Is electric food dehydrator cost effective?greenspun.com : LUSENET : Countryside : One Thread
I have a small electric dehydrator. I like to use it but my husband can't stand it. He thinks canning is cheaper. Of course, drying outside is cheapest, but the weather doesn't always cooperate. Does anyone know? Thanks for any help.
-- Bonnie (email@example.com), December 11, 2001
I have an Equi-flow dehydrator, have had it since the early 70's and still dry lots of stuff. This dehydrator takes about $.01 per hour to operate. I don't know what the new ones require, but I love mine.
In fact, I just sent out my oldest daughters Christmas gift. Dried apples, pears, onions, cabbage, peppers, fruit rolls, etc.
-- Cordy (firstname.lastname@example.org), December 11, 2001.
You betchum, Red Ryder! (Anybody else remember that?). Anyway, I use my dehydrator a LOT. But it has a niche that is, in my opinion, different than canning or freezing. I freeze, or rarely can, meats. Winter squash and potatoes just get stored. Onions get stored, but dry nicely. The other veggies we grow in abundance get canned, such as green and wax beans, tomatoes (and spaghetti sauce), corn, and some others. Rhubarb freezes well, but I can a lot too, as it lasts better. Apples we freeze for pies, but dry for snacks. But mushrooms, whether homegrown (why I started drying) or store bought "reduced for quick sale", are definite candidates for drying. Fruits, especially banannas as chips, are dried. Peppers are always dried, and some tomatoes. I have yet to find a way to store eggplant, except as a target - any ideas out there? OK, my wife is right - I tend to ramble! Bottom line - get the dehydrator and you will find many uses. Maybe not THE answer, but at least an important part. GL!
-- Brad (homefixer@SacoRiver.net), December 11, 2001.
Is HE doing any of the canning???? Talk about not cost effective if you include the labor involved.
-- Rose (email@example.com), December 11, 2001.
Yes, dh does MORE than his share of the work! :) He just worries about the electricity costs. Because the fan is noisy it sounds like it's sucking up a lot of power. I'll reassure him & use it where he can't hear it! Thanks everybody and God bless.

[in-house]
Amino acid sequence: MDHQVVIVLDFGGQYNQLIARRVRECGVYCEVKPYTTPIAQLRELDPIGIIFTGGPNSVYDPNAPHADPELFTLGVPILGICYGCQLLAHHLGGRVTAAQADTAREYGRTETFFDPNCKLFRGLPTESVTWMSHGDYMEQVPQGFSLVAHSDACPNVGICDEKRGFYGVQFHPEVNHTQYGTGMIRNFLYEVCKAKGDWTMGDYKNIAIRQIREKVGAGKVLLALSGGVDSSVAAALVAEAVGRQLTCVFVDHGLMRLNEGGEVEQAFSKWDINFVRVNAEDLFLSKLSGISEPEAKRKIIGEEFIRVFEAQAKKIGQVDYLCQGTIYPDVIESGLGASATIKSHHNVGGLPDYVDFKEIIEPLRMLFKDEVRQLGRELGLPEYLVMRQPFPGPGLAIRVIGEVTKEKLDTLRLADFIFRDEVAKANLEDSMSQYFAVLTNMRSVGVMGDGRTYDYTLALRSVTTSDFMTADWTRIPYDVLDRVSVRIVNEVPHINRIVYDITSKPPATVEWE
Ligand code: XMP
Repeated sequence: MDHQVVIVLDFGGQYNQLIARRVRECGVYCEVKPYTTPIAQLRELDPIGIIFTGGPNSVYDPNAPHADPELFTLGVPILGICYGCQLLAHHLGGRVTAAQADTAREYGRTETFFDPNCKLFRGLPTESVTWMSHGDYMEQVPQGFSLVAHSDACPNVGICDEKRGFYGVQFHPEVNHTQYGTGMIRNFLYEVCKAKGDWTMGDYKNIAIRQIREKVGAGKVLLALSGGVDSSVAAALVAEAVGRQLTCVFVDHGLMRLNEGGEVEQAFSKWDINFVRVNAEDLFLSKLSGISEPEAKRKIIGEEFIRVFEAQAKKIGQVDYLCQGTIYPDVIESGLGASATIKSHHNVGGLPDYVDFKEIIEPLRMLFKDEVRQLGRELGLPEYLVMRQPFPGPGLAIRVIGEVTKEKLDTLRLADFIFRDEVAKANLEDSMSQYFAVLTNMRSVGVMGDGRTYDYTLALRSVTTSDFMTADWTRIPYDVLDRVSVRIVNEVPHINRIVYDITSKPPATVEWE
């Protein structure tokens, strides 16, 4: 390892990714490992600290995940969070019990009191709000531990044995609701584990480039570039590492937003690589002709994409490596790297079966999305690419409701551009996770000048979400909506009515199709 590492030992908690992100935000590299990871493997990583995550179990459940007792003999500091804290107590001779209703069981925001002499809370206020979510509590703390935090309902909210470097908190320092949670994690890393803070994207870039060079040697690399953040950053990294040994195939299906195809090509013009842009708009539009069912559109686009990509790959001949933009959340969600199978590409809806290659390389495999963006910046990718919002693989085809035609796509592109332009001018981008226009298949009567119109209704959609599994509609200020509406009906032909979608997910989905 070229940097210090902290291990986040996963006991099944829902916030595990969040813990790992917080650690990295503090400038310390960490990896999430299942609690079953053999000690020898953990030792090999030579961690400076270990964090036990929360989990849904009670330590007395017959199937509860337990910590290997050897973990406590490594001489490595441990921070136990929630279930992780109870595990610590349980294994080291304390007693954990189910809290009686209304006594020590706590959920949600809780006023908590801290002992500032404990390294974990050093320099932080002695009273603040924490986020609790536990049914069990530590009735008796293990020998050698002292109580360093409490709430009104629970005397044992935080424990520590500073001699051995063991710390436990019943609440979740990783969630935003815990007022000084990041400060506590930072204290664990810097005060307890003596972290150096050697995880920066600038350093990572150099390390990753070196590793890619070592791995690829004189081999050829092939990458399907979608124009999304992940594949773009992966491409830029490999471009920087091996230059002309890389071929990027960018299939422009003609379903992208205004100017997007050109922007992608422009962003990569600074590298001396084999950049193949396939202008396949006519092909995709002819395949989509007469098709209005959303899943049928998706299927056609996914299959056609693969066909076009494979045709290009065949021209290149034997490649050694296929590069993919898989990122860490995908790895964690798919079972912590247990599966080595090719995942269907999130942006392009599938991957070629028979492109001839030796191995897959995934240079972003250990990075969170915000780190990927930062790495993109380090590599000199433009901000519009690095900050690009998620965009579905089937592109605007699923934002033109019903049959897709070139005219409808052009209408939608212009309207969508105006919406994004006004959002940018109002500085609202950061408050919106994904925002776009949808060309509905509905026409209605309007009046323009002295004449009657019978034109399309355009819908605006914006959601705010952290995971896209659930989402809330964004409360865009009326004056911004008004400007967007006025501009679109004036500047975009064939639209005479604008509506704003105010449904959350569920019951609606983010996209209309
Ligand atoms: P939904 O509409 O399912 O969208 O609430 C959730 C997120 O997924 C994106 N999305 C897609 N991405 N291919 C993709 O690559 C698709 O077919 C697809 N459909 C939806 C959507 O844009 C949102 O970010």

-- Bonnie (firstname.lastname@example.org), December 11, 2001.
Dehydrating sure takes less storage space than canning, and less time. I have an Excalaber and it has a fan, very quiet and efficient. I know it costs something to run, but the months that I use it most I can't notice my elec. bill being much different.
-- Duffy (email@example.com), December 11, 2001.
I have an Excalibur too like Duffy, and I use it for so many things. I have mentioned drying sourdough starter as you would do fruit leather so I could ship it to friends, incubating yogurt and similar products, proofing bread when we lived in a chilly house, drying flour/salt dough Christmas ornaments plus all the food items--fruit, jerky, leathers, veggies. I don't notice a rise in the electricity bill when I've done big lots of stuff--like the time I ended up with 100# of bananas from a friend who had a wholesale fruit and vegetable business. I sold the best box (40#) for what I had paid for it and kept the other box and a half for us. My friend had given me the box and a half because they would not have held over until Monday so I did well there. We had a lot of banana foods for a long time there.
Incidentally, I'm no longer mailing the sourdough starter as it is a "fine white powder." I really don't want to answer questions from some very unhappy people should a package fail. Prior to all this anthrax mess, I just stuck the vacuum sealed packet with the recipe sheet folded around it into a regular envelope with extra postage and asked my mail carrier to see that it was hand canceled. Sweetie that he is, he was always kind enough to do it. Wouldn't even risk it now.
-- marilyn (firstname.lastname@example.org), December 12, 2001.